DOC TALK: Tips on Finding Your First Doctor
there are many things left to figure out as a young adult, and how to get – and stay – healthy is a big one
Did you recently come down with one of the thousands of illnesses running through town? Have pain or strange symptoms and want to know what’s going on? Finding your first doctor can be hard, but have no fear! Here are some tips for finding your first primary care doctor:
CHECK WITH YOUR INSURANCE COMPANY
If you’re young, it’s likely you’re still on your parent’s health insurance. Whether you’re paying for your insurance or not, figure out the doctors in the area that they cover. My health insurance has an app where you can search for any doctor to see if they’re in my network or just scroll through the list and see your options there. This is an important first step to know so you aren’t accidentally stuck with a huge medical bill that your insurance won’t cover.
ASK A FRIEND
See if someone you know and trust has a doctor they really like. Word of mouth is sometimes the best source for these things. Again, make sure they’re within your insurance network before requesting an appointment. (Pssst: This may mean you have to actually call your insurance company. You can do it, I believe in you!)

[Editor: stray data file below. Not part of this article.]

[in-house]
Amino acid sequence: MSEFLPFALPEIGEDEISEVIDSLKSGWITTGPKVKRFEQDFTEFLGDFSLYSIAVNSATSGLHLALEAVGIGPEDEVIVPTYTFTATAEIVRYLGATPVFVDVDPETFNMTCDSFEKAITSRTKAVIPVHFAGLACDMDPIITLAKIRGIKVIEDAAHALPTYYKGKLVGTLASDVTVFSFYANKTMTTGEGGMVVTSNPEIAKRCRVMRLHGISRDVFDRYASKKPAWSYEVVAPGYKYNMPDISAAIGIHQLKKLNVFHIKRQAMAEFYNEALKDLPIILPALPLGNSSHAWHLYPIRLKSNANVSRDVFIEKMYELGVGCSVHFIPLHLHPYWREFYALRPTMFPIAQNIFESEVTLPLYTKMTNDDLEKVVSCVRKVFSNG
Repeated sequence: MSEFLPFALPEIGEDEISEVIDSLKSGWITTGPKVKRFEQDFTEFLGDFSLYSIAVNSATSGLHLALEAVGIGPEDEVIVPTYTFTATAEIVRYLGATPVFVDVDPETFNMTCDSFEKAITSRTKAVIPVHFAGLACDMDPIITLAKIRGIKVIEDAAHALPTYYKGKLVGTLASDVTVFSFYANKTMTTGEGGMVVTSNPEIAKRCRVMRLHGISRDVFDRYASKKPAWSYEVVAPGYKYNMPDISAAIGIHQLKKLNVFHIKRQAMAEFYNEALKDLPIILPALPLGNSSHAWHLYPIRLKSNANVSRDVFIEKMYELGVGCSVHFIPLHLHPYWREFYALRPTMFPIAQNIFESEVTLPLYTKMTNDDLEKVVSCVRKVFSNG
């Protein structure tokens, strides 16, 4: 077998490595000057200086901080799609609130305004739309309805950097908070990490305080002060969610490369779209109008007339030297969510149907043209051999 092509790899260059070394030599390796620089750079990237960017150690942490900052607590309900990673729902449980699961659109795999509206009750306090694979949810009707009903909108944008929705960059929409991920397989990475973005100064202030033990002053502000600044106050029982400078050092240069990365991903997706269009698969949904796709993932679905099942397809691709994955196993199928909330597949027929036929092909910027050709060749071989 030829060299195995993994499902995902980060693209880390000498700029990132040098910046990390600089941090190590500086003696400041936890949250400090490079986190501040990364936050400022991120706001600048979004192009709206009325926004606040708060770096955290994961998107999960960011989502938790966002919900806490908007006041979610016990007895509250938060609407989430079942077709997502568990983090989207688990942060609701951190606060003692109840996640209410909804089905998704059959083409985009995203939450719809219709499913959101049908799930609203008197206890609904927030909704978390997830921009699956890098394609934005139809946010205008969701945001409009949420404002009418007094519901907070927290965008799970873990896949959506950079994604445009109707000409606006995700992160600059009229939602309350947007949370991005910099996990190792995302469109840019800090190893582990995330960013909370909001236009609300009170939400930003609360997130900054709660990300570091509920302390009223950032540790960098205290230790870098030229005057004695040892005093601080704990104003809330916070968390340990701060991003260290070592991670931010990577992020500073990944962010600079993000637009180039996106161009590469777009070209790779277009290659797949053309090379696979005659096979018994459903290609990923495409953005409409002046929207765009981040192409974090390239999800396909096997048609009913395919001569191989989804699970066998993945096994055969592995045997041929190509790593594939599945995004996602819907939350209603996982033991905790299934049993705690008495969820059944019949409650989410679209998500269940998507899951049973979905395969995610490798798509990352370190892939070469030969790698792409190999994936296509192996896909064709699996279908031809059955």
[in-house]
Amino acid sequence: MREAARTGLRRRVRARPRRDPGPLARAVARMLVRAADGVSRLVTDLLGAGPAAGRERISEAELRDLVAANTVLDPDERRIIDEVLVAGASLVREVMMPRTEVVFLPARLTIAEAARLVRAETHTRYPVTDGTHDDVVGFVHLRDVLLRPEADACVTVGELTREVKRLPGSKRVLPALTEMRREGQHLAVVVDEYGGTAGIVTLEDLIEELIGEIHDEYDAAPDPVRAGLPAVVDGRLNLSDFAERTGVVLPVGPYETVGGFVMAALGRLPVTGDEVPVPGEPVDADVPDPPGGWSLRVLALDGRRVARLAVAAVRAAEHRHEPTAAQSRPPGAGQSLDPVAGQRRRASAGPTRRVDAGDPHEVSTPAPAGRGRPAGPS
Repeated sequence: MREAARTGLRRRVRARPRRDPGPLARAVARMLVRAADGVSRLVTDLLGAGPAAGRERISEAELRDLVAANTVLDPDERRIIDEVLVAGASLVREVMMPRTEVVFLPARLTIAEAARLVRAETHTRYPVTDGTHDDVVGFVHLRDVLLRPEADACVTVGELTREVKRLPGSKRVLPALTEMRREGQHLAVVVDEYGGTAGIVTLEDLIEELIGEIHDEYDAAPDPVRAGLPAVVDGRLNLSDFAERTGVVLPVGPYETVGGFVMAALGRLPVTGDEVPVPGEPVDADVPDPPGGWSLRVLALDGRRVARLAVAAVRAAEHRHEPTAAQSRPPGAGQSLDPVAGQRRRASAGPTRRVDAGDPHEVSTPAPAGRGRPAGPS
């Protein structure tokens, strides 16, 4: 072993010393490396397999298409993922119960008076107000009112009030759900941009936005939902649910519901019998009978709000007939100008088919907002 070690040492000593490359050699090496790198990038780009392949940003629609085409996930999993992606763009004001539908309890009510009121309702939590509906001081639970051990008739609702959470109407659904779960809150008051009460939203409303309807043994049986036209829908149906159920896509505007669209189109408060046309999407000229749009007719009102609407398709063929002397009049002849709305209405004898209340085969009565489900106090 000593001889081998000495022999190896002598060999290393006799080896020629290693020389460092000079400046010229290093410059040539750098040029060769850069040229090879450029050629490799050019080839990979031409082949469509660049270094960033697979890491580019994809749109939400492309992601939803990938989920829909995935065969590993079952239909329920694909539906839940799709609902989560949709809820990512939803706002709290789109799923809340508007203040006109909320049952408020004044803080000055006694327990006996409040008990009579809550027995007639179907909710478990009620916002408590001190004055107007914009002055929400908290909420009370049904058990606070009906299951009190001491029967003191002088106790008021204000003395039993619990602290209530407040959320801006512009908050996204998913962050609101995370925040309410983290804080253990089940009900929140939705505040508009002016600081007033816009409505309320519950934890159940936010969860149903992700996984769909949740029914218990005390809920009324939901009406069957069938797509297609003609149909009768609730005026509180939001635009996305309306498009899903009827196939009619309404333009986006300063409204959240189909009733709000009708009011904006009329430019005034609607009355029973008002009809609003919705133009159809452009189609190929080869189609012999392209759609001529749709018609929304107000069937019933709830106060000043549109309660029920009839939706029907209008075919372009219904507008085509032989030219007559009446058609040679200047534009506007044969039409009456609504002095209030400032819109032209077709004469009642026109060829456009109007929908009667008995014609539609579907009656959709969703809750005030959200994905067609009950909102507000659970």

DO YOUR RESEARCH
This may seem like an obvious tip, but it’s important to thoroughly research any doctor you are interested in seeing. What do they specialize in? Does that match your health goals? Is that doctor part of a group practice, and if so do the other doctors match your health goals? (You may have to see one if your doctor isn’t available.) How long are appointments usually? These are all important things to know and can help you narrow your search.
AFTER YOUR FIRST VISIT: ARE THEY STILL RIGHT FOR YOU?
So you’ve gone to your intake appointment, but you are by no means obligated to return. You heard me, young Midwesterner: Put your politeness aside if you didn’t have a good experience! Was the doctor on time? Did they really listen to and respect your concerns? Did they make you feel comfortable? Did they ask you about your medical history? Did they explain things for you to understand? If you answered “no” to any of those, it’s probably not the right fit for you (and that’s OK).
Now get out there and stay healthy, you! You’ve got this.